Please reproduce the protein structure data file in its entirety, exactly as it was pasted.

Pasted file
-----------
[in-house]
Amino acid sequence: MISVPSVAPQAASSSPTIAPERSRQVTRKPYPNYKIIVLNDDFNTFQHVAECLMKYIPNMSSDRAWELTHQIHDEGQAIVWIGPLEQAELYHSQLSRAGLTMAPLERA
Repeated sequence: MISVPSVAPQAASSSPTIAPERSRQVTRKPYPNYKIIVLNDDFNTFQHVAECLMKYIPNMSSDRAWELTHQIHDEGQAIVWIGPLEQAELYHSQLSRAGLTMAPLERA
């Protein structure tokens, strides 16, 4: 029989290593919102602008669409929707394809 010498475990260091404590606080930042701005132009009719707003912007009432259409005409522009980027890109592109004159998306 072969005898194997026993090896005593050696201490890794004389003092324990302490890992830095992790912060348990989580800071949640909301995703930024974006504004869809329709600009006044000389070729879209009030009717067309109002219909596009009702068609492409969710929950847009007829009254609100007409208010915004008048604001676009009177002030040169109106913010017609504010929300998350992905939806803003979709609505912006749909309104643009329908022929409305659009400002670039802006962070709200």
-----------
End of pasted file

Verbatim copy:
[in-house]
Amino acid sequence: MISVPSVAPQAASSSPTIAPERSRQVTRKPYPNYKIIVLNDDFNTFQHVAECLMKYIPNMSSDRAWELTHQIHDEGQAIVWIGPLEQAELYHSQLSRAGLTMAPLERA
Repeated sequence: MISVPSVAPQAASSSPTIAPERSRQVTRKPYPNYKIIVLNDDFNTFQHVAECLMKYIPNMSSDRAWELTHQIHDEGQAIVWIGPLEQAELYHSQLSRAGLTMAPLERA
């Protein structure tokens, strides 16, 4: 029989290593919102602008669409929707394809 010498475990260091404590606080930042701005132009009719707003912007009432259409005409522009980027890109592109004159998306 072969005898194997026993090896005593050696201490890794004389003092324990302490890992830095992790912060348990989580800071949640909301995703930024974006504004869809329709600009006044000389070729879209009030009717067309109002219909596009009702068609492409969710929950847009007829009254609100007409208010915004008048604001676009009177002030040169109106913010017609504010929300998350992905939806803003979709609505912006749909309104643009329908022929409305659009400002670039802006962070709200």